Does Christmas – secular and spiritual – begin too early? We often hear the complaint, but on Sunday at St John’s, Meads, the Renaissance Singers had their answer; an Advent Celebration.
Well, it was after all Advent Sunday, the first of the four which lead up to Christmas Day, and this much-loved Eastbourne choir had tried hard to compile a programme which reflected expectation and hope, as well as lullabies and stables.
And if the latter part of their Celebration did lapse into something closer to Bethlehem, their audience had hugely enjoyed the journey by then!
The Singers are probably unique among local choral groups. Formed over forty years ago as a group of just eight voices, they have grown to the relatively massed ranks of – on Sunday – fifteen singers, but they retain a commitment to intimate, small-scale performance which larger choirs cannot quite match.
Director Shirley Barrell, herself a singer from the ranks, never fails to bring a sense of enjoyment and relish to the music. Splendid as they looked at St John’s in their red and black, Renaissance are just as happy to be captured in the “civvies” in our photo above! Their repertoire is often demanding, but they are simply in love with the music.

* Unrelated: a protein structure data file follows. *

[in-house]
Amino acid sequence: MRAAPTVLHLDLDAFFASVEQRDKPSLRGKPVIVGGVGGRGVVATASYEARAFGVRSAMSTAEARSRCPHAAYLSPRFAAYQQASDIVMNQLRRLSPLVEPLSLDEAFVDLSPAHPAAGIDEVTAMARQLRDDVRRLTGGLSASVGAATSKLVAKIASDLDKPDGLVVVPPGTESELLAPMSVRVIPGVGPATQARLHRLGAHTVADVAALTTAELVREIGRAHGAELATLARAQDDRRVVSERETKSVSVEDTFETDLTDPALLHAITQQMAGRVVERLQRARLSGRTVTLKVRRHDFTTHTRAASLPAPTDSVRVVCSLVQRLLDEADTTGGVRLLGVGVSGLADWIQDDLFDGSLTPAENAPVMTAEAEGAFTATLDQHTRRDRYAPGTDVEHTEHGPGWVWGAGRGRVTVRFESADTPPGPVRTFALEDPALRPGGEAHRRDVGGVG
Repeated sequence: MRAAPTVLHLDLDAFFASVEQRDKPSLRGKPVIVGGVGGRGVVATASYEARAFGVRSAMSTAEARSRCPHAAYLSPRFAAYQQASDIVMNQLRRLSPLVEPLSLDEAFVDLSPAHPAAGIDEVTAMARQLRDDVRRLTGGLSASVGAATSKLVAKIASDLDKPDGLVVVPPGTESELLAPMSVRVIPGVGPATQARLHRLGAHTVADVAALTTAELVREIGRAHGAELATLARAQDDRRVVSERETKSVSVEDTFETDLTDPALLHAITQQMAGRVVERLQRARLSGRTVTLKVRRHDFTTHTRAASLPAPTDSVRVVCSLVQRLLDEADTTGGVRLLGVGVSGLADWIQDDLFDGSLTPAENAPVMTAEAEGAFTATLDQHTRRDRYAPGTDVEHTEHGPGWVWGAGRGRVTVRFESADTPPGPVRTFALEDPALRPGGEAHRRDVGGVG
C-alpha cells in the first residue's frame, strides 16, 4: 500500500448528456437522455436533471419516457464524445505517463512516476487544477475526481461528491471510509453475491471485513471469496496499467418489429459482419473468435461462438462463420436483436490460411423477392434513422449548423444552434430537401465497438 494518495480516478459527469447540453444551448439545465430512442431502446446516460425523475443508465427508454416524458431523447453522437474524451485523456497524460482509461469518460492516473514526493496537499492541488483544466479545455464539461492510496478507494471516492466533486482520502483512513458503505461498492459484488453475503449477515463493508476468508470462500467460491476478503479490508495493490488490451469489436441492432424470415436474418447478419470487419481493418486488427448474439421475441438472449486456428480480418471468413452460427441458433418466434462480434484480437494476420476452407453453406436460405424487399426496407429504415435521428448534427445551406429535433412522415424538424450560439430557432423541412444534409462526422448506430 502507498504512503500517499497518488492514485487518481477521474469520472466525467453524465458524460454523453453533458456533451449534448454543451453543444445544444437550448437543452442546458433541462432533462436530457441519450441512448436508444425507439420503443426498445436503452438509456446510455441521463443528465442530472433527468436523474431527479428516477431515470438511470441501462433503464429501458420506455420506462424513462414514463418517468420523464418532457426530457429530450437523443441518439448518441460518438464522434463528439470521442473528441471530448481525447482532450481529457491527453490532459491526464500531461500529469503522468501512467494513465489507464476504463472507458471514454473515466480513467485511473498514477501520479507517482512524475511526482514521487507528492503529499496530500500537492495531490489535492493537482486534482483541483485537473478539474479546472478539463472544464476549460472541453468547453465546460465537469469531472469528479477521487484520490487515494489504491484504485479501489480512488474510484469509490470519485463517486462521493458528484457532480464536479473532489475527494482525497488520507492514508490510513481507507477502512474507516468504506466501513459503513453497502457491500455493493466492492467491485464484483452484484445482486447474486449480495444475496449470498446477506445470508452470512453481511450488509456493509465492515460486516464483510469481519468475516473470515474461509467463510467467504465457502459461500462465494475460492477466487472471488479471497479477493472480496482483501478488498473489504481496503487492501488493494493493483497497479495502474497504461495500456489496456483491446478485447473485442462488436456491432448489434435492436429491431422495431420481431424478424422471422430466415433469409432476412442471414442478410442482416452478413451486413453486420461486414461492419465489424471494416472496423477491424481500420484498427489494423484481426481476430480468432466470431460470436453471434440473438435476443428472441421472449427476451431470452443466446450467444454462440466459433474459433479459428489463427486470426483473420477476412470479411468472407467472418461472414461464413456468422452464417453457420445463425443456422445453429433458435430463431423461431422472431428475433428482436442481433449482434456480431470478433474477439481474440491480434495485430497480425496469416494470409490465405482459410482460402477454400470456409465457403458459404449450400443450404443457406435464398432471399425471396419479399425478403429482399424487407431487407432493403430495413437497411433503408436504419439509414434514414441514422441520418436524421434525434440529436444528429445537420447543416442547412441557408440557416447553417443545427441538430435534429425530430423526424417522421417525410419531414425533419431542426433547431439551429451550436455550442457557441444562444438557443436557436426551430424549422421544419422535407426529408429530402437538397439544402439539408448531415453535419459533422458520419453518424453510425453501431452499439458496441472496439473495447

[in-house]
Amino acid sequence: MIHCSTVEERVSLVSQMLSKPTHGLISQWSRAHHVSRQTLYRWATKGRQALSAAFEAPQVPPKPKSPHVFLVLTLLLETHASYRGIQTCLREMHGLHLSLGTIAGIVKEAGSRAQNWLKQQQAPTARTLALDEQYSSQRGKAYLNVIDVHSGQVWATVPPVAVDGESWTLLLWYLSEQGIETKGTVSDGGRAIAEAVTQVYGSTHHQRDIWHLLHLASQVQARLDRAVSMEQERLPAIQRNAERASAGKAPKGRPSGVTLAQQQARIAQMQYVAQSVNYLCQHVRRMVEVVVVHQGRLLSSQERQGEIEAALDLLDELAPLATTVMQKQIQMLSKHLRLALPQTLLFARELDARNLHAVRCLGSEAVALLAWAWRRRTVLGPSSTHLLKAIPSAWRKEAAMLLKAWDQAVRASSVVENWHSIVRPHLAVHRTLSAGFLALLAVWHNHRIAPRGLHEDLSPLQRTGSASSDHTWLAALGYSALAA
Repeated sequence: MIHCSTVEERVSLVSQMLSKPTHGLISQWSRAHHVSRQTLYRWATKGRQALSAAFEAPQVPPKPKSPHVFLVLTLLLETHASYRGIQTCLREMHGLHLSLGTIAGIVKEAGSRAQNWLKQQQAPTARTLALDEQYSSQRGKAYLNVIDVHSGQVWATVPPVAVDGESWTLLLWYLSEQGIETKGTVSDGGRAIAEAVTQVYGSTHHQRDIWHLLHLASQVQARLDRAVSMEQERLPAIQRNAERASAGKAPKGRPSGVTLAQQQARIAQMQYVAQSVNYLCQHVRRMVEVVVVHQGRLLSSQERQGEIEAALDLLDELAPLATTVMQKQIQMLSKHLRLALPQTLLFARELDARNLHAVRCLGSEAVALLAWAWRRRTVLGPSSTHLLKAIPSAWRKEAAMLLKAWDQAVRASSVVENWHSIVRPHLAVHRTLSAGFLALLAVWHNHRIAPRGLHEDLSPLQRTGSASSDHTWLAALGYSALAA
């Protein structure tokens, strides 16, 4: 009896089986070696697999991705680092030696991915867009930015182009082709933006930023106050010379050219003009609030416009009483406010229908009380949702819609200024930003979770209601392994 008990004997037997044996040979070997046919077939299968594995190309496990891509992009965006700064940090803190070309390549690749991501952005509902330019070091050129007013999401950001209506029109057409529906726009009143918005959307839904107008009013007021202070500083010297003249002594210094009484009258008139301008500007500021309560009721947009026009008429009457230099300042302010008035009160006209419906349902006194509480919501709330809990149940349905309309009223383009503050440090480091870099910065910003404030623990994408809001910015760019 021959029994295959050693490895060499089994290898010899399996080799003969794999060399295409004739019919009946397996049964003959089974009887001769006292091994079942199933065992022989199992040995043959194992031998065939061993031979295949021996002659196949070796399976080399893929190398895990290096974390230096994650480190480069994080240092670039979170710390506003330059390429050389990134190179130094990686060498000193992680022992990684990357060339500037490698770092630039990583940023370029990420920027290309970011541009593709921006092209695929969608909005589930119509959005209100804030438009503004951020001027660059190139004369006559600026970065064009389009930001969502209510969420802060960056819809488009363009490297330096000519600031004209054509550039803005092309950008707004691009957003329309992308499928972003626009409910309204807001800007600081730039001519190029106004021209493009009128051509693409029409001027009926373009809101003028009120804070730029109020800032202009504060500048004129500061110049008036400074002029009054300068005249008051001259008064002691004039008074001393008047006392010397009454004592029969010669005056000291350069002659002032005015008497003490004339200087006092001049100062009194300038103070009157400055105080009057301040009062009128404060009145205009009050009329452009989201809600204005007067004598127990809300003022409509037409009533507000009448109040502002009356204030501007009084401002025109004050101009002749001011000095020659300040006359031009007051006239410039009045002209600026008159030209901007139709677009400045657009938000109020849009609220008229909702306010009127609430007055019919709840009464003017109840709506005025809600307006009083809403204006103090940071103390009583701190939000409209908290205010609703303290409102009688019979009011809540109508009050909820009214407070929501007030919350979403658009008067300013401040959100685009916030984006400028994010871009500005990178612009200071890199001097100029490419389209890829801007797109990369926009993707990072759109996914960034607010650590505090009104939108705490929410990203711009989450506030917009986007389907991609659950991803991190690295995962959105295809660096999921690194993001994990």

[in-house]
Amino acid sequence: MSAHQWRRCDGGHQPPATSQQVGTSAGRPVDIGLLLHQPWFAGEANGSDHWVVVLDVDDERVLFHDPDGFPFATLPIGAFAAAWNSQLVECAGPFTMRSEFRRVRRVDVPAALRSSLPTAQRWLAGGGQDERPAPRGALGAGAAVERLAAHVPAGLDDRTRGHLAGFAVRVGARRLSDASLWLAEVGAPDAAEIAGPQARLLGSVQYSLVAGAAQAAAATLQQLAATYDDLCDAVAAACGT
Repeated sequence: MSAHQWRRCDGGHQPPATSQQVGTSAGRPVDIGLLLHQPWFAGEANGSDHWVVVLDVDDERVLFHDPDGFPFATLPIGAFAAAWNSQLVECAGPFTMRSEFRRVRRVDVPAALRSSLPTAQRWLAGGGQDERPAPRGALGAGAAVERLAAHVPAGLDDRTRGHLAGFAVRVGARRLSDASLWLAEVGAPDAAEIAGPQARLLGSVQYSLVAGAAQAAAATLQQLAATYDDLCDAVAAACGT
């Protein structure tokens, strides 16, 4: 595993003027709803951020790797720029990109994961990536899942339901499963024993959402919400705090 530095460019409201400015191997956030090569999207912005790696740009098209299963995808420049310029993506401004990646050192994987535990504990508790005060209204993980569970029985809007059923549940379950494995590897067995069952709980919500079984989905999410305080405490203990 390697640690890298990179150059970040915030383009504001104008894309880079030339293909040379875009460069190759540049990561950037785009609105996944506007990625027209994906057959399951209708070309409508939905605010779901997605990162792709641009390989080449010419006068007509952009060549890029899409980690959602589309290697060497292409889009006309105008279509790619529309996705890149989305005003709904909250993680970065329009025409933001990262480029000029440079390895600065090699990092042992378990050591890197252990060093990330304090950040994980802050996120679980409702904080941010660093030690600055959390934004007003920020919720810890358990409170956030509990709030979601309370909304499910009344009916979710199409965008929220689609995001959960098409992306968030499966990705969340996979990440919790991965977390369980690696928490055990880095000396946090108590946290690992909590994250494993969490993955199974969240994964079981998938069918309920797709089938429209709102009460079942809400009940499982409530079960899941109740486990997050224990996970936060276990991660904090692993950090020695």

Sunday’s quite lengthy programme overflowed with fine music, spanning the centuries from plainsong to contemporary, and weaving in some new delights alongside the familiar favourites. Most were unaccompanied, and in the very sympathetic space of St John’s Church, not a note was lost. Clarity, precision, impeccable tuning: what Renaissance have perfected is that knack of setting the music free.
Readings, too. Michael Barrell was the essence of a crusty Old Testament prophet with the well-loved words of Isaiah, and then transformed into a wryly humorous Betjeman, and Katherine Musson delivered a fascinating thought-provoking modern piece O Simplicitas.
Too many musical delights to list, but here are a few of this reviewer’s highlights. Mendelssohn’s little-performed How Lovely Are the Messengers was wonderfully light of foot, Herbert Howells’ A Spotless Rose had a reverent, seamless beauty, and Hymn to the Virgin, the early piece of Britten – written when the composer was only sixteen – had terrific energy and dynamics.
There was room for the traditional Once As I Remember, a little like a Bob Copper song but without the clump of boot or tankard, and for three wonderful pieces by Bob Chilcott – the last of them a breathtaking rendering of his Shepherd’s Carol, which simply transcended the moment and the space.
In a shameless piece of crowd-pleasing we finished with some John Rutter – without whom, these days, no Christmas recital is complete. Our musical journey may have begun with Advent, but if Rutter is in the repertoire, Christmas cannot be far away...Thank you, Renaissance Singers. A retiring collection raised £320 for Christian Aid. By Kevin Anderson.